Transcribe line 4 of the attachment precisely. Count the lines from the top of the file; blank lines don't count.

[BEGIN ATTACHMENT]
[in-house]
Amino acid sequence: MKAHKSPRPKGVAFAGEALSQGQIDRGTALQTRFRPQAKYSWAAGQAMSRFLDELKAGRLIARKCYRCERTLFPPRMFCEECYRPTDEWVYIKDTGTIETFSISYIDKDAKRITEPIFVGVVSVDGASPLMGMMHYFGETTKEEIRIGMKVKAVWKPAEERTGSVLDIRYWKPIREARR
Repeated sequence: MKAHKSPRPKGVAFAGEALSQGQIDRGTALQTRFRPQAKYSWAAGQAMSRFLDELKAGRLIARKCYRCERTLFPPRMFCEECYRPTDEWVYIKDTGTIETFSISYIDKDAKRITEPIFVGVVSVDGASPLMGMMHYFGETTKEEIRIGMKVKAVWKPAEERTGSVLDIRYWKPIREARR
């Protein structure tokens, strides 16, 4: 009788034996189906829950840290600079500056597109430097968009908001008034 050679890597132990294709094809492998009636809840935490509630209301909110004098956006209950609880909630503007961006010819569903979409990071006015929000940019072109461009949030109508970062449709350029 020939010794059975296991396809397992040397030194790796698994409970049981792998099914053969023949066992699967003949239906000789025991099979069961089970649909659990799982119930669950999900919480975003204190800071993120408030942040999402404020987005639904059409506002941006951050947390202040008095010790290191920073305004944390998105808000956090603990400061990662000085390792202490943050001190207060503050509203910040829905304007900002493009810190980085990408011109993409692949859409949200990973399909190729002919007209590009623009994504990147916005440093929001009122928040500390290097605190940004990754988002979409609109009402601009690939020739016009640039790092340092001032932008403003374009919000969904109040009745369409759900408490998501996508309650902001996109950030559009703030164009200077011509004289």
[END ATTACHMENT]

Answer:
């Protein structure tokens, strides 16, 4: 009788034996189906829950840290600079500056597109430097968009908001008034 050679890597132990294709094809492998009636809840935490509630209301909110004098956006209950609880909630503007961006010819569903979409990071006015929000940019072109461009949030109508970062449709350029 020939010794059975296991396809397992040397030194790796698994409970049981792998099914053969023949066992699967003949239906000789025991099979069961089970649909659990799982119930669950999900919480975003204190800071993120408030942040999402404020987005639904059409506002941006951050947390202040008095010790290191920073305004944390998105808000956090603990400061990662000085390792202490943050001190207060503050509203910040829905304007900002493009810190980085990408011109993409692949859409949200990973399909190729002919007209590009623009994504990147916005440093929001009122928040500390290097605190940004990754988002979409609109009402601009690939020739016009640039790092340092001032932008403003374009919000969904109040009745369409759900408490998501996508309650902001996109950030559009703030164009200077011509004289």